4. The reset line is being held low/high by incorrect logic.
      Using reset=~KEY[0] will kill the processor! Whereas using reset=KEY[0] is fine.
    5. Check the size of the compiled hardware design. If the size is less than about 2000 logic blocks, then the Nios was probably optimized away. Check all the warnings to make sure no NiosII registers were reduced.

--Using QuartusII SignalTap tool to verify your design.

From the Altera Tutorial: The SignalTap II Embedded Logic Analyzer is a system-level debugging tool that captures and displays signals in circuits designed
for implementation in Altera’s FPGAs. SignalTap II can be used to capture and display signals in real time in any FPGA design (some M4K blocks are used).
You can:

Example from 2016 by Tahmid Mahbub, Manish Patel, Matt Filipek

  1. Build a DDA which simulates a coupled spring-mass system as described above.
    -- Choose the spring constants, masses, and time step so that the natural frequencies of the system are around 500 Hz.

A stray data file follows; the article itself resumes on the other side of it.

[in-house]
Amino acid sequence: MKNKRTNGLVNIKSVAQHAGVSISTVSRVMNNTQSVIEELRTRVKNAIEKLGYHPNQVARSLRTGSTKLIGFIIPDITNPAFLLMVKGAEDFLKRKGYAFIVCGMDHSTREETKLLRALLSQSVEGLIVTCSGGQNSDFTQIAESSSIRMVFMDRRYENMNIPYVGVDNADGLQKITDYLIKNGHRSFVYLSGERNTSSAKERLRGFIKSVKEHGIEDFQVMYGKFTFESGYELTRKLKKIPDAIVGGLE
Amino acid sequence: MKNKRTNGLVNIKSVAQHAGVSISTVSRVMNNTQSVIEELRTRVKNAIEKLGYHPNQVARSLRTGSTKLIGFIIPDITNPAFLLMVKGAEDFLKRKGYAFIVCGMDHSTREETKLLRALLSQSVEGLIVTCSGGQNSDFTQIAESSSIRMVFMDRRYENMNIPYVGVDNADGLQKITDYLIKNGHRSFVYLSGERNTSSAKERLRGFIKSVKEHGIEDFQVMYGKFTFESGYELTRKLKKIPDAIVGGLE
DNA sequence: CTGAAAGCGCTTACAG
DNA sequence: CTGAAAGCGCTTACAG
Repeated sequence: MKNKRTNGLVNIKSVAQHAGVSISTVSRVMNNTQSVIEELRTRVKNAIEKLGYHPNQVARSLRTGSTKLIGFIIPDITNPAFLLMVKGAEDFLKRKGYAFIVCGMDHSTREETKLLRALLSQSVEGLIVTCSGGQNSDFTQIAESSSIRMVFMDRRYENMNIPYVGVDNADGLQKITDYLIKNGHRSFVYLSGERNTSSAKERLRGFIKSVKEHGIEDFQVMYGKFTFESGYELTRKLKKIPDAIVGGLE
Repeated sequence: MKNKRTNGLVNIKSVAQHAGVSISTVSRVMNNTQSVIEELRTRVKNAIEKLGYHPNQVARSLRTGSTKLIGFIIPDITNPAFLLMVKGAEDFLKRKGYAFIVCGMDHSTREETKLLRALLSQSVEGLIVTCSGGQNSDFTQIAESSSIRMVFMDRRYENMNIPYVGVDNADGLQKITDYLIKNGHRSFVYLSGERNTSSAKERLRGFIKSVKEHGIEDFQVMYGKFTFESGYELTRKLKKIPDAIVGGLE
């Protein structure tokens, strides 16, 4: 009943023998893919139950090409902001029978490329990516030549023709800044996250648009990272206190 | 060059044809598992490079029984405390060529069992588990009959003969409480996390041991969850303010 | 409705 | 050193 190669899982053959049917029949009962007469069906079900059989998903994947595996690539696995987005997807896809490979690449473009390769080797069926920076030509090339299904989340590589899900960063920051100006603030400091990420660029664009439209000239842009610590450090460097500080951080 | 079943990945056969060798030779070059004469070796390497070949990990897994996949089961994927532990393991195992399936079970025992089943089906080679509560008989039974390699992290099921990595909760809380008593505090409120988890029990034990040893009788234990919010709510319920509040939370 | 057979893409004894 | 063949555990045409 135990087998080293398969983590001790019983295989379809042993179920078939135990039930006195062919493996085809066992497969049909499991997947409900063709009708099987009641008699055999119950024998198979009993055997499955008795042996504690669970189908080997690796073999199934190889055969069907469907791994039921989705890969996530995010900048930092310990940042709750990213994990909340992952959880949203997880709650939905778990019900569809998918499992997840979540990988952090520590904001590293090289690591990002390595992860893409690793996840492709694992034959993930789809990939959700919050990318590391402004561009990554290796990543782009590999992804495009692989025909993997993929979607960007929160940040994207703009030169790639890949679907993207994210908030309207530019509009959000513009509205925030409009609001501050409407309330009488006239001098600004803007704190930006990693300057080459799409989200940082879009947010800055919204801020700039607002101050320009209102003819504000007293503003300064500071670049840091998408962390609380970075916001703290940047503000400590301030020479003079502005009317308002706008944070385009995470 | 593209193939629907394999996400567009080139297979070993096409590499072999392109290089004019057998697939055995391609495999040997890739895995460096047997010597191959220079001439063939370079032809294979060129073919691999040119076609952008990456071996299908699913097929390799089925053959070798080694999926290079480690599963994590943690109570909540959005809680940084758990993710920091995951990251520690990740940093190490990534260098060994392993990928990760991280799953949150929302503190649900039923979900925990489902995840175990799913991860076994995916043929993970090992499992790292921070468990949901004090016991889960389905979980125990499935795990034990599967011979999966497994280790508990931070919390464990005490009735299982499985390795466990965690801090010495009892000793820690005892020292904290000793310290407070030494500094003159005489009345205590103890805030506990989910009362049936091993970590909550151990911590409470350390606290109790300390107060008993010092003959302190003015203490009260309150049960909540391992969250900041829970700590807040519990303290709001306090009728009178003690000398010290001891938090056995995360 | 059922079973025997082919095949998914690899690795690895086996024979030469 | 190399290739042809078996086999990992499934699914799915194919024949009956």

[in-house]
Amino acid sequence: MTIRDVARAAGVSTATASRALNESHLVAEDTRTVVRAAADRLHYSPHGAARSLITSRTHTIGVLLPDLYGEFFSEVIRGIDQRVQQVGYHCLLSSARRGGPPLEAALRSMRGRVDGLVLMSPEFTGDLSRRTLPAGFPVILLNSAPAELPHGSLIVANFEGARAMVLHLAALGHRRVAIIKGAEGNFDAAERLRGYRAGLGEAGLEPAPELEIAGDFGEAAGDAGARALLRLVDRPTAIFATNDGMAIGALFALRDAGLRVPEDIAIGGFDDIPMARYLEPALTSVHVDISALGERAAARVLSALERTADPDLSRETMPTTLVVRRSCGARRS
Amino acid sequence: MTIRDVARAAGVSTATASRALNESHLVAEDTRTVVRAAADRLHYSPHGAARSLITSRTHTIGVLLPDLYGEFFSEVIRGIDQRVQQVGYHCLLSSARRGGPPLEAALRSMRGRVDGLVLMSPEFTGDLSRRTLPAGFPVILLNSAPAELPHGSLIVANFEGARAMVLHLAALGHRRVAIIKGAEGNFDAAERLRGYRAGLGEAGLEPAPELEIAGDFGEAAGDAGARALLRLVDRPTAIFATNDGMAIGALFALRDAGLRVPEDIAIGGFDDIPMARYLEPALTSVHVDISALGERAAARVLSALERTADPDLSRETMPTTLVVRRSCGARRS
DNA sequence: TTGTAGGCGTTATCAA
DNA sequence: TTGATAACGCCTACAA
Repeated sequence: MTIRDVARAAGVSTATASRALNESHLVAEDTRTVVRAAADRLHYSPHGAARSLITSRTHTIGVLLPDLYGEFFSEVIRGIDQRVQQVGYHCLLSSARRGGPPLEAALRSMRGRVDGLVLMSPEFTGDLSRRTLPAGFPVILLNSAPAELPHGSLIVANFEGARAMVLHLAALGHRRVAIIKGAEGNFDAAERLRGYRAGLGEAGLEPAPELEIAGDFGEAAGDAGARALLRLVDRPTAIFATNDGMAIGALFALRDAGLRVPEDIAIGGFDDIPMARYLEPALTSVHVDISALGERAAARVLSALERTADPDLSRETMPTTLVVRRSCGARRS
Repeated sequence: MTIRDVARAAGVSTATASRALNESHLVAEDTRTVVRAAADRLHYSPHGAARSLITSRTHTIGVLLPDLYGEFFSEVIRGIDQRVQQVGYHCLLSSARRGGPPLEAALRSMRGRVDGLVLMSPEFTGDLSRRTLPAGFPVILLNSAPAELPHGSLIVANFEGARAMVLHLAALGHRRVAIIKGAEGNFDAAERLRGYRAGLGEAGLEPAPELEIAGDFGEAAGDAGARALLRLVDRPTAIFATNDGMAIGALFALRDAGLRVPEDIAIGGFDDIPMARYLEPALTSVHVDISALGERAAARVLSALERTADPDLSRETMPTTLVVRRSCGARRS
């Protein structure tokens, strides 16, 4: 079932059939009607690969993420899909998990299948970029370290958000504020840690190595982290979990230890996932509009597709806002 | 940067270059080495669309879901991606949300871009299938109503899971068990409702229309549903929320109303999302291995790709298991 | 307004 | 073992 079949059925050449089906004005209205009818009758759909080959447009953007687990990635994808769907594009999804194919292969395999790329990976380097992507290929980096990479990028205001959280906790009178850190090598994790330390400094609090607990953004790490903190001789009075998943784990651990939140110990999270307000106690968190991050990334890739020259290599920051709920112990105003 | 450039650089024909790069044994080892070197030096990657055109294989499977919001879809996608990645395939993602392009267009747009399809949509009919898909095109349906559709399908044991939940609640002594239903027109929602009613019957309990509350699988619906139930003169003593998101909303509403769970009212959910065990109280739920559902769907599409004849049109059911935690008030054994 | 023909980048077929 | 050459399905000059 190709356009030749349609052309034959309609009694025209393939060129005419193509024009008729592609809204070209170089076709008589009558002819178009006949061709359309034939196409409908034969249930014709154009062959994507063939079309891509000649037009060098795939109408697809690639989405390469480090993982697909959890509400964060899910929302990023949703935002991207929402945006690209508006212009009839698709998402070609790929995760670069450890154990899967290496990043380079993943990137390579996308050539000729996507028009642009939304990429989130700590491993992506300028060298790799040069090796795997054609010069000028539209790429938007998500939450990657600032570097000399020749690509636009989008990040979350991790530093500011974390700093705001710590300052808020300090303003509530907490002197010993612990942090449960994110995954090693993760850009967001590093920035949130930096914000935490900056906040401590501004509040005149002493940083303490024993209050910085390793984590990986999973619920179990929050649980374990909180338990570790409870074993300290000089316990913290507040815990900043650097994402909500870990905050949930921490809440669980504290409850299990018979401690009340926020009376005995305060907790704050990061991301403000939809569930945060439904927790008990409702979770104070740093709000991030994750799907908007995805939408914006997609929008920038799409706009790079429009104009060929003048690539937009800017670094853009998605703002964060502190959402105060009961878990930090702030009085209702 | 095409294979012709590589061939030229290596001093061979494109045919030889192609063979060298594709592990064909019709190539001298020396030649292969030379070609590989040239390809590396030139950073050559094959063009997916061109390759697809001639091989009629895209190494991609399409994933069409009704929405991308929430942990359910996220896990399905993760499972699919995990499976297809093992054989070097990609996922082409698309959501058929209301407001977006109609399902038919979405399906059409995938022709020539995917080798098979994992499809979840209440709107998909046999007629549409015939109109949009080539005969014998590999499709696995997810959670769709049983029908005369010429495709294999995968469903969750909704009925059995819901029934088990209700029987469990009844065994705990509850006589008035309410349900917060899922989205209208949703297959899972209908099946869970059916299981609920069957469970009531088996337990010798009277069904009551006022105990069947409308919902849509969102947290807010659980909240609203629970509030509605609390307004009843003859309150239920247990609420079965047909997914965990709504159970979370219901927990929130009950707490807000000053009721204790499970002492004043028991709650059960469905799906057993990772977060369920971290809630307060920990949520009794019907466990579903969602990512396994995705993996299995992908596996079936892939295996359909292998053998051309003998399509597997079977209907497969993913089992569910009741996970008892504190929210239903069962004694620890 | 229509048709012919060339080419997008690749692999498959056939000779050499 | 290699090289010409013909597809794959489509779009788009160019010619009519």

-- Scale the amplitude so that the integrators stay in range (+/-1).
    -- Scale time so that the spring constants stay in range (+/-1).
    -- You can set the mass to a constant m=1 .
  2. Monitor the two position variables using a VGA output of x1 and x2 versus time.
    -- The display should look much like the matlab plot above.
    -- Scale the display so that the amplitude range takes up about one half of the VGA vertical resolution.
    -- The horiziontal VGA coordinate should be in integrator time steps (or a small multiple of the time step) so as to show a few cycles.
    -- The display should be erased when a new simulation starts. It should freeze when the simulation stops.
  3. Build a NioII cpu and program it to allow an operator to use a serial console to:
    -- Set the four initial conditions of the simulation.
    -- Set the three linear spring constants.
    -- Start/Stop the simulation.
    -- Turn on/off a cubic spring term for spring 1 with a value of about the same as the linear term.

Be prepared to demo your design to your TA in lab. You will be expected to show:
-- Set arbitrrary initial conditions and all three spring constants
-- Symmetric and antisymmetric modes with and without the cubic spring term.

Your written lab report should include:

Copyright Cornell University March 4, 2016